Seoul (AsiaNews) - A new mystery is shrouding the
death of Yoo Byung-eun, the owner of the Sewol ferry
was discovered by authorities June 12 but only identified on July 20.
The industrialist, 73, has become the
most wanted fugitive in the country after the tragedy involving his ship, which
more than 300 people. According to some members of the new political alliance for Democracy (NAPD,
opposition), the body is not Yoo.
A delegation from the NAPD yesterday visited the forensic laboratory where the autopsy and identification of the body is being carried out. A spokesman for the group, Park Beom-kye, said: "A police official who was present at the scene of the body's identification told me that judging from appearance, he was 'certain' it was not Yoo. Moreover, the deceased was 159 centimeters tall, the corpse was only 150 centimeters tall. It's also strange that the authorities were able to identify him via a fingerprint sample from his right hand in July, when the hand was supposedly so decayed that it was impossible to obtain a sample in June".
The time discrepancy is explained by the fact that, according to investigators, the body was found June 12, more than a month prior to identification. At first the officials involved had declared that the tissues had expired and were unusable to identify the corpse, only to declare (July 20) that they had been taken fingerprints from the right hand. According to the deputy Park Jie-won, who cites 5 residents of the area affected by the investigation, the body was discovered even before the sinking of the Sewol (which took place on April 16) and then used to close the investigation into Yoo.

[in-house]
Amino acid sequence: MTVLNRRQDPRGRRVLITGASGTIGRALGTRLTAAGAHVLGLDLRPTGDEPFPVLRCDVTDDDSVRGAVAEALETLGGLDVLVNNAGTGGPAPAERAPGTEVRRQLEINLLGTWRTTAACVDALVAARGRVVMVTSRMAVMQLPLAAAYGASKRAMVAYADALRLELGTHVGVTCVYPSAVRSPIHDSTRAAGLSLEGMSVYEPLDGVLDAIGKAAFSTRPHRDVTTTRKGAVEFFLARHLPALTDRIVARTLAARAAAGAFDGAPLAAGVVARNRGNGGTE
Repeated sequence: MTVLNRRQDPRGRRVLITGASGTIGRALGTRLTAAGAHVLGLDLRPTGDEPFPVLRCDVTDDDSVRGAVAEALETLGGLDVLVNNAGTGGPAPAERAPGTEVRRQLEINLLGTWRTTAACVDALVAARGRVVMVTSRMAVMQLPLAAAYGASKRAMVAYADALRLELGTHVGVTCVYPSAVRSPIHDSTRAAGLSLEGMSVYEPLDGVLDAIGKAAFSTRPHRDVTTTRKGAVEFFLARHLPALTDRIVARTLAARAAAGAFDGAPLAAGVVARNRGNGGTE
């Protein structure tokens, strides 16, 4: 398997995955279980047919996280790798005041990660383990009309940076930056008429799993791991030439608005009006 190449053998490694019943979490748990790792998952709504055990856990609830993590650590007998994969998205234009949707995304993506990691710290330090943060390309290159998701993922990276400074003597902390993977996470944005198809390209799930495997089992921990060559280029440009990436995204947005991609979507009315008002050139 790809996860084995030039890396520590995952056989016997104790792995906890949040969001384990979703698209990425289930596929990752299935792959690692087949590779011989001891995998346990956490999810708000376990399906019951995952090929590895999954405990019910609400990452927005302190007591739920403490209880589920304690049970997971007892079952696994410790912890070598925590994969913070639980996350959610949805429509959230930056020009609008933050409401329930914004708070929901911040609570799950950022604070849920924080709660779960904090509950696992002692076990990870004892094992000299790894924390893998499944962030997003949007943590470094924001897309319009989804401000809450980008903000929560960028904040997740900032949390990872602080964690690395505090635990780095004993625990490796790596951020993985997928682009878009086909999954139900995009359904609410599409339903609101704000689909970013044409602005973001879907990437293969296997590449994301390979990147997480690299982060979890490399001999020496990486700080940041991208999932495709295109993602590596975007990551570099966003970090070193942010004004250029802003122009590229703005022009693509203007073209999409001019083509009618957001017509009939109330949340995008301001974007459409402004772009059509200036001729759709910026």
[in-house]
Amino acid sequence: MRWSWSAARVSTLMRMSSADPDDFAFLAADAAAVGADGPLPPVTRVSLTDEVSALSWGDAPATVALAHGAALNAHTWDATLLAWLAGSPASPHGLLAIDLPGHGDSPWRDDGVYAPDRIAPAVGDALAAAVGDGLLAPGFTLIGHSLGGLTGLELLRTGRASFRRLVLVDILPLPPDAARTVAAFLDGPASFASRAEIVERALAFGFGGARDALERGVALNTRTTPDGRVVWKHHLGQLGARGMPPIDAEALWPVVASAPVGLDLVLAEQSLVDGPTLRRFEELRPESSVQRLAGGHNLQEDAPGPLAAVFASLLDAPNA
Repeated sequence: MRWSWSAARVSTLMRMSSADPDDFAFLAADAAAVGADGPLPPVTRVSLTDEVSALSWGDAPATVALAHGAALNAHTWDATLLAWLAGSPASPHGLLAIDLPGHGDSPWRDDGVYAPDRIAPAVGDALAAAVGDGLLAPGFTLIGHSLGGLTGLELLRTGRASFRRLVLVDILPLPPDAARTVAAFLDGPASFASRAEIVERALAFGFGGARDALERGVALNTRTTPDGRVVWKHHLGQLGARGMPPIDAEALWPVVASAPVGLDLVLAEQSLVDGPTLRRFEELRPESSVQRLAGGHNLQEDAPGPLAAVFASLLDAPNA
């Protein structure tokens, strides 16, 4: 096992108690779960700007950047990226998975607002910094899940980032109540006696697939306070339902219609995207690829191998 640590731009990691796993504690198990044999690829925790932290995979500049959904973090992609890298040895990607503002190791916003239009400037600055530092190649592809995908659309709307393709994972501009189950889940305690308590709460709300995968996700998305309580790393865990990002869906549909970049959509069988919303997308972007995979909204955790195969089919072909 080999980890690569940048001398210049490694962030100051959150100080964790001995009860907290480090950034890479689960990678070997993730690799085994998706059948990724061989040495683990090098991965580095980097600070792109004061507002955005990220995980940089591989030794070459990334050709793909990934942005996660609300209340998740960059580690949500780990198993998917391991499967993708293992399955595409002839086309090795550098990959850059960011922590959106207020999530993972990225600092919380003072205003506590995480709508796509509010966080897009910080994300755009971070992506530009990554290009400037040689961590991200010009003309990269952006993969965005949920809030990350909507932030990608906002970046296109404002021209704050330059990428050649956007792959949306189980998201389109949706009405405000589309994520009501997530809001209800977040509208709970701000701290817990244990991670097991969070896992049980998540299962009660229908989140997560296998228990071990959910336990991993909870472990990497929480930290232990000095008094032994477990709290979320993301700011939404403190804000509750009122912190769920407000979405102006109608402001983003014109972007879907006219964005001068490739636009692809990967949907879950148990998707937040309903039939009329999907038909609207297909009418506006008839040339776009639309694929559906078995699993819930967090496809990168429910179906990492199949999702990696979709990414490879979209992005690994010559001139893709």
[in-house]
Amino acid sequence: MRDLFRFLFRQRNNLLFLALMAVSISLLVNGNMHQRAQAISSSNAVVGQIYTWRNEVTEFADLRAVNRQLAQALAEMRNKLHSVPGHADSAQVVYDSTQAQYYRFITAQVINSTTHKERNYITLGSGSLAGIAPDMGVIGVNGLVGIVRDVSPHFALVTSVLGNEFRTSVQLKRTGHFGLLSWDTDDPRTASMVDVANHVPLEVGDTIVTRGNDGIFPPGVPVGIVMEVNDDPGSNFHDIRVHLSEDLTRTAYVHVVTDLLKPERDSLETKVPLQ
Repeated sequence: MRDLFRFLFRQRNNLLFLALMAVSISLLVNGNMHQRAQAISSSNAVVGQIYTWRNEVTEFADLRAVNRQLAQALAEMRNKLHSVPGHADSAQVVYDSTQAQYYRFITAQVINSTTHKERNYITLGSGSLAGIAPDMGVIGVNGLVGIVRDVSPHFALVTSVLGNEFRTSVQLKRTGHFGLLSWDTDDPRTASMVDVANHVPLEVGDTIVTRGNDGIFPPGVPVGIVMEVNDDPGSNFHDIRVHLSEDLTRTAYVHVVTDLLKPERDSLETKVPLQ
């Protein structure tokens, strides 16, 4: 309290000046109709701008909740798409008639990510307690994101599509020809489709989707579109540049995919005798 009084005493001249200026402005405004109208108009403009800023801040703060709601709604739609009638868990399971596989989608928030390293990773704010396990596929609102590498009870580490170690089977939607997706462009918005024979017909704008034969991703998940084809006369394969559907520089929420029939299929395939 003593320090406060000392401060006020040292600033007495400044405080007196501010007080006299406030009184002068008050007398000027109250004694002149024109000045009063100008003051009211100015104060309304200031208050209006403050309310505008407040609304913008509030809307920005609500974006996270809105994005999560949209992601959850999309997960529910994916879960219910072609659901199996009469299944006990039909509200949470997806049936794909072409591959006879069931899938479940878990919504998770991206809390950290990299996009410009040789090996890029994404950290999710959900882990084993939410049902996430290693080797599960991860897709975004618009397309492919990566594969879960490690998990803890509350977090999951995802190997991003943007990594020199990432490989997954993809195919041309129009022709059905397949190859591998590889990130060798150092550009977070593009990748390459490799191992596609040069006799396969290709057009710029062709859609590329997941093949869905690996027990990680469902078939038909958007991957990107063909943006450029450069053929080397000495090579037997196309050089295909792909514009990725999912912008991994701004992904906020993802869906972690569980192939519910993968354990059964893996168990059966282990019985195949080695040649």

These suspicions have prompted responses from some experts. Pyo Chang-won, a well-known criminologist, said: "The DNA testing shows that the deceased and Yoo Byung-eun's brother had the same mother, and his fingerprints matched that on Yoo's ID card. The dental records from the body also match those of Yoo, who had 10 gold teeth, which is very unusual. There is very little possibility that it (the body) is not Yoo's, unless it's an avatar clone of him". For Professor Yoo Seong-ho, a professor of forensic medicine at the National University of Seoul, the question of the "reappearance" of the fingerprints is explained by the conditions in which the body was found: "When an initially wet body dries up after time, the ridges in the finger reappear, allowing forensic officials to obtain a fingerprint sample".
In any case, the issue has divided Korean civil society even more. According to a national survey, 57% of citizens "do not trust the results" or the authorities proclamations on the case. The same experts criticize the behavior of government agencies. According to Prof. Yoo "I'm just speculating, but the police must have given up trying to identify the body after one try. The incompetence of the officials coupled with a misunderstanding (among the public) is presumed to have led to the conspiracy" .
For Pyo, the issue is even broader: " Rather than focusing on discovering the truth, they attempted to cover up the misdeeds by those in power. A lot of the time, the public had good reason to raise suspicions. The investigators often worked as henchmen for the ones in power, which has resulted in people losing faith in what the state agencies or authorities tell them".